8 Ways to Reduce Your Debt
In June 2006 my husband I had over $50,000 in debt, plus our mortgage. We decided to get out of debt and stay out of debt for the rest of our lives. It took 2.5 years, but in November 2008 I wrote the last check to the last creditor and paid off the last of the $50,000+. I’m grateful to say that we’ve remained debt-free since then including paying cash for my husband’s graduate degree and a new-to-us, 3-year-old minivan.
If you’re going to get out of debt and you want to avoid falling into debt again, there’s just one thing you need to do. It’s a simple, but hard. Ready for it? Here it is: Don’t spend everything you make. Save some of it.
Saving money for tomorrow’s expenses is the only way to avoid debt. Here are 8 things you can do right now to turn your finances around:
1) Quit waiting for tomorrow. When you get a pay raise or tax refund, then your financial situation will change, right? Wrong. You’ve gotten a tax refund or pay raise before, but probably aren’t any better off now than you were then. Decide to change with what’s in your bank account today.
2) Keep calm. An increase in anxiety is shown to cause a decrease in motivation. Your motivation is the single most important thing you have as you change your finances, even more than your money. Guard it with your life.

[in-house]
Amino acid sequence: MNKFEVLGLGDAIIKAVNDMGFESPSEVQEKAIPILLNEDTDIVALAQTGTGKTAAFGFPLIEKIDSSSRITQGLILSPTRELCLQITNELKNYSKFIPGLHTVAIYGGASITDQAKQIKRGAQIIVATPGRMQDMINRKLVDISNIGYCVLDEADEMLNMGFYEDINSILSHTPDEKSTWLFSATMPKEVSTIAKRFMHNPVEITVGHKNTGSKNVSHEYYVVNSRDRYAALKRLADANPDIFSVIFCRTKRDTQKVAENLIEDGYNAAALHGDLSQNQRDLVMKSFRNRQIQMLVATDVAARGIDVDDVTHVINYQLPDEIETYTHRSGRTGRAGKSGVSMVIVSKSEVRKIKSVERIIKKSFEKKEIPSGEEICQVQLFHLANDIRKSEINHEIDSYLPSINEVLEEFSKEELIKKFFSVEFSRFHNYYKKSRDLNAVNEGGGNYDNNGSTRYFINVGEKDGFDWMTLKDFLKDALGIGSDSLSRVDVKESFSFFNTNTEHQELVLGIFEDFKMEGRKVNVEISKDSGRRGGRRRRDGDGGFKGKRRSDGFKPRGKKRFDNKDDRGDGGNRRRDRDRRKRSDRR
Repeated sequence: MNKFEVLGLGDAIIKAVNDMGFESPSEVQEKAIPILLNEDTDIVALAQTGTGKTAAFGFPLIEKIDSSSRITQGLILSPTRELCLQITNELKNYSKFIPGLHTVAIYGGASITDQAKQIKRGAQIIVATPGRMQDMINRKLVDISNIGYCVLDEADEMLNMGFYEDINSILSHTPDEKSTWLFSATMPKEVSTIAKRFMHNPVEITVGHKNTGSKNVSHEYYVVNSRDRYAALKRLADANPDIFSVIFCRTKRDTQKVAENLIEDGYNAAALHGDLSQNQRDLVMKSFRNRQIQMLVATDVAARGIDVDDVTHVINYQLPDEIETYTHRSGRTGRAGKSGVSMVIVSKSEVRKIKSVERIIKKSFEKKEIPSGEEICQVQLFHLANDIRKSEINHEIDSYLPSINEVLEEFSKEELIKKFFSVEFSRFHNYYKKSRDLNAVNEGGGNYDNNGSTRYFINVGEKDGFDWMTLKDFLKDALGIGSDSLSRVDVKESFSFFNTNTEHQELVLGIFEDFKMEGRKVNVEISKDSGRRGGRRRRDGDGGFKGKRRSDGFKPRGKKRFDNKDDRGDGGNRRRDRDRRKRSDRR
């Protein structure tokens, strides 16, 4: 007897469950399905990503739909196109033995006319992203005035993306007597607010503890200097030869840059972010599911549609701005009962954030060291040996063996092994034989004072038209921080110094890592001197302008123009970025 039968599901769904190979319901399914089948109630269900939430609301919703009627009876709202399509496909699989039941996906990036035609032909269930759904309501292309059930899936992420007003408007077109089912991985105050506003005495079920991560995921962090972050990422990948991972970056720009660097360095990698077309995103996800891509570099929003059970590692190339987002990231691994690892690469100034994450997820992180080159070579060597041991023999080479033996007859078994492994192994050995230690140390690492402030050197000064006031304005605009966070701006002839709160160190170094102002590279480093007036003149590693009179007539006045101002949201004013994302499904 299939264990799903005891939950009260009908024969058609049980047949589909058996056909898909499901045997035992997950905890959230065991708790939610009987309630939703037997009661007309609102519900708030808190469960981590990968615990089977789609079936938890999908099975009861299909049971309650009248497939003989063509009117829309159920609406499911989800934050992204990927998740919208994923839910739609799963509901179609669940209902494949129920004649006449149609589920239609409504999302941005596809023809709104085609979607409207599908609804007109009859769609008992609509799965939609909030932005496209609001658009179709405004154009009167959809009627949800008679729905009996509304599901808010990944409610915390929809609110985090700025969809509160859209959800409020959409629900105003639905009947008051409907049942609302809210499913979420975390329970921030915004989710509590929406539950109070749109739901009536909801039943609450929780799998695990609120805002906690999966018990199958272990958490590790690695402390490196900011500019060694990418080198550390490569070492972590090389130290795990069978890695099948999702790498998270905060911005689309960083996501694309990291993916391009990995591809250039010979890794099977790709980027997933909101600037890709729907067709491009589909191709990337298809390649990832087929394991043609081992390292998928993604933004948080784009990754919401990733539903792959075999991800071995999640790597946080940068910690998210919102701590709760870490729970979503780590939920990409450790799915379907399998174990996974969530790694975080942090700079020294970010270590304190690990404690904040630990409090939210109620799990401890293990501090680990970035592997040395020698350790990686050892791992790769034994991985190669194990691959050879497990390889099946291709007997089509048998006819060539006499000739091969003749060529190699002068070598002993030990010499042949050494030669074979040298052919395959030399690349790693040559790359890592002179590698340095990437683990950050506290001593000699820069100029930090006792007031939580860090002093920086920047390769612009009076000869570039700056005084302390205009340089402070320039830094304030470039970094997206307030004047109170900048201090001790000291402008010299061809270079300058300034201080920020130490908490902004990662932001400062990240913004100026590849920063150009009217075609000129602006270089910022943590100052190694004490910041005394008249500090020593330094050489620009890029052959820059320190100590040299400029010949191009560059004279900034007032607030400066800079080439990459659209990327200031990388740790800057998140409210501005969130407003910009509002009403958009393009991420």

3) Change your self-talk. The running commentary in your head reveals your values about earning, saving and spending. Replace not-so-helpful phrases with something positive to make lasting change on the inside. That kind of internal change eventually works its way into our behavior.
4) Automate your savings. Establish an automatic monthly transfer from your checking account into your savings. If you trust yourself to do it at month’s end, then you’ll never have enough money to do it. Ask me how I know.
5) Distance yourself from your savings. Open a savings account at an online bank like Capitol 360, Ally or Perkstreet. It takes 3-4 days for funds to transfer back into your checking account, which is just long enough to keep you from depending on it to avoid bouncing a check.
6) Keep track of your money. If you don’t know how much money comes in and goes out, then it’s impossible to live within your means. Use money management software to track your spending and saving. I like You Need a Budget because it requires you to give every dollar a job – whether next summer’s vacation, car repairs, or tuition – to help you set aside money for life’s expected, but non-routine expenses.
7) Use the debt snowball. Pay your debts off in order from lowest balance to highest balance without regarding the interest rate. Use a laser focus to pay off the lowest balance loan first. Then, when that loan is eliminated, don’t absorb your monthly payment back into your budget; continue dedicating it toward debt by applying it to the next debt on your chopping block.
8) Plug the leaks. We spend money on things that derail our best-laid financial plans because hey, “I deserve a treat.” Go ahead and enjoy life, but plan for it financially so that money stops leaking out of your checking account without you understanding where it’s going.
Have you ever made a financial U-turn? What words of wisdom do you have for other moms who are looking to do the same.